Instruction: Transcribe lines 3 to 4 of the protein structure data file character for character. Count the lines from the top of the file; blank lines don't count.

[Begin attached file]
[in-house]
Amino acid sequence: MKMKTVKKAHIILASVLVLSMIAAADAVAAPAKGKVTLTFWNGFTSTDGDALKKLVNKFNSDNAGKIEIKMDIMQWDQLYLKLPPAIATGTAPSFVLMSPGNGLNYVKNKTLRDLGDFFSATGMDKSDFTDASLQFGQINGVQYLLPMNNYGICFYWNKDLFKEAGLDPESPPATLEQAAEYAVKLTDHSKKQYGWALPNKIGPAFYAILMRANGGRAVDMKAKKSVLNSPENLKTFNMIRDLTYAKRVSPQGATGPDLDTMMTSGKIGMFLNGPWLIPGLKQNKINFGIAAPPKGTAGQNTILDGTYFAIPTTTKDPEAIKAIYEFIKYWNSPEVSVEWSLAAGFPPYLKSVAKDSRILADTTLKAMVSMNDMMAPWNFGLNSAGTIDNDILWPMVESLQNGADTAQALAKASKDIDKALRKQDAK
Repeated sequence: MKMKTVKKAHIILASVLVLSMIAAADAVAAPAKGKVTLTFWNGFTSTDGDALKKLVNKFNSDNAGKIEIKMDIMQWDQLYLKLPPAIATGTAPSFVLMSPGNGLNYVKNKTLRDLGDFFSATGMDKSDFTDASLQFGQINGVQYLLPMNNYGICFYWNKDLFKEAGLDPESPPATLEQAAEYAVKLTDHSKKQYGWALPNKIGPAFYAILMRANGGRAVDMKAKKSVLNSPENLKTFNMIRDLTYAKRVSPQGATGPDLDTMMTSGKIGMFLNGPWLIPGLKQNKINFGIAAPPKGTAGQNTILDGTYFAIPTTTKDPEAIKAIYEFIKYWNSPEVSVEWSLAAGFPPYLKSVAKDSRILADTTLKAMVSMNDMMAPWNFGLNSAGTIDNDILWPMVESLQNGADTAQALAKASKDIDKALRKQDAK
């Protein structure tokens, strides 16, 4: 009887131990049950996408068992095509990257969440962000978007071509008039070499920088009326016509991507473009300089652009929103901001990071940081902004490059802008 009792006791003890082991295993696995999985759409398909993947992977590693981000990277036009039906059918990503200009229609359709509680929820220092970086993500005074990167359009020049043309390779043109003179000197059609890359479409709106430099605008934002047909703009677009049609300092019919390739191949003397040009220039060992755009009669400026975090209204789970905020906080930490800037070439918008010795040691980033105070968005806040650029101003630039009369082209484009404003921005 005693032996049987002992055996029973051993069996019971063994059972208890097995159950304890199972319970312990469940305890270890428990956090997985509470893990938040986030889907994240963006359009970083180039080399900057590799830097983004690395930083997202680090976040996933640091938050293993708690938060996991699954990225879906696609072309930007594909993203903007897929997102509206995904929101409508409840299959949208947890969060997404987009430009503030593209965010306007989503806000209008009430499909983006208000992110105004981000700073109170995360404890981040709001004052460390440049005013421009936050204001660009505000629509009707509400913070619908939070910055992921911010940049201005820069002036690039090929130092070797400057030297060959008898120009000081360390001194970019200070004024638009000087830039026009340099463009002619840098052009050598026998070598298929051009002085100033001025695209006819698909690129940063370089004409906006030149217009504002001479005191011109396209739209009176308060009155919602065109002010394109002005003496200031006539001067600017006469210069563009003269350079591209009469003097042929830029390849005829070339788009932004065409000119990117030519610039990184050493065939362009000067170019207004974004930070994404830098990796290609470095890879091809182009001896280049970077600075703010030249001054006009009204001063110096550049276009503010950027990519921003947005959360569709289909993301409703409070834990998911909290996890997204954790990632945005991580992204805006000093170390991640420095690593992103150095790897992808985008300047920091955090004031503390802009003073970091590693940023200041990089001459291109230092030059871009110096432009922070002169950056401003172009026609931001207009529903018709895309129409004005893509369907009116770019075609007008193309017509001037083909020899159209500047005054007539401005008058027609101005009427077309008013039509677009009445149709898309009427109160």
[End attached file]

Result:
Repeated sequence: MKMKTVKKAHIILASVLVLSMIAAADAVAAPAKGKVTLTFWNGFTSTDGDALKKLVNKFNSDNAGKIEIKMDIMQWDQLYLKLPPAIATGTAPSFVLMSPGNGLNYVKNKTLRDLGDFFSATGMDKSDFTDASLQFGQINGVQYLLPMNNYGICFYWNKDLFKEAGLDPESPPATLEQAAEYAVKLTDHSKKQYGWALPNKIGPAFYAILMRANGGRAVDMKAKKSVLNSPENLKTFNMIRDLTYAKRVSPQGATGPDLDTMMTSGKIGMFLNGPWLIPGLKQNKINFGIAAPPKGTAGQNTILDGTYFAIPTTTKDPEAIKAIYEFIKYWNSPEVSVEWSLAAGFPPYLKSVAKDSRILADTTLKAMVSMNDMMAPWNFGLNSAGTIDNDILWPMVESLQNGADTAQALAKASKDIDKALRKQDAK
């Protein structure tokens, strides 16, 4: 009887131990049950996408068992095509990257969440962000978007071509008039070499920088009326016509991507473009300089652009929103901001990071940081902004490059802008 009792006791003890082991295993696995999985759409398909993947992977590693981000990277036009039906059918990503200009229609359709509680929820220092970086993500005074990167359009020049043309390779043109003179000197059609890359479409709106430099605008934002047909703009677009049609300092019919390739191949003397040009220039060992755009009669400026975090209204789970905020906080930490800037070439918008010795040691980033105070968005806040650029101003630039009369082209484009404003921005 005693032996049987002992055996029973051993069996019971063994059972208890097995159950304890199972319970312990469940305890270890428990956090997985509470893990938040986030889907994240963006359009970083180039080399900057590799830097983004690395930083997202680090976040996933640091938050293993708690938060996991699954990225879906696609072309930007594909993203903007897929997102509206995904929101409508409840299959949208947890969060997404987009430009503030593209965010306007989503806000209008009430499909983006208000992110105004981000700073109170995360404890981040709001004052460390440049005013421009936050204001660009505000629509009707509400913070619908939070910055992921911010940049201005820069002036690039090929130092070797400057030297060959008898120009000081360390001194970019200070004024638009000087830039026009340099463009002619840098052009050598026998070598298929051009002085100033001025695209006819698909690129940063370089004409906006030149217009504002001479005191011109396209739209009176308060009155919602065109002010394109002005003496200031006539001067600017006469210069563009003269350079591209009469003097042929830029390849005829070339788009932004065409000119990117030519610039990184050493065939362009000067170019207004974004930070994404830098990796290609470095890879091809182009001896280049970077600075703010030249001054006009009204001063110096550049276009503010950027990519921003947005959360569709289909993301409703409070834990998911909290996890997204954790990632945005991580992204805006000093170390991640420095690593992103150095790897992808985008300047920091955090004031503390802009003073970091590693940023200041990089001459291109230092030059871009110096432009922070002169950056401003172009026609931001207009529903018709895309129409004005893509369907009116770019075609007008193309017509001037083909020899159209500047005054007539401005008058027609101005009427077309008013039509677009009445149709898309009427109160």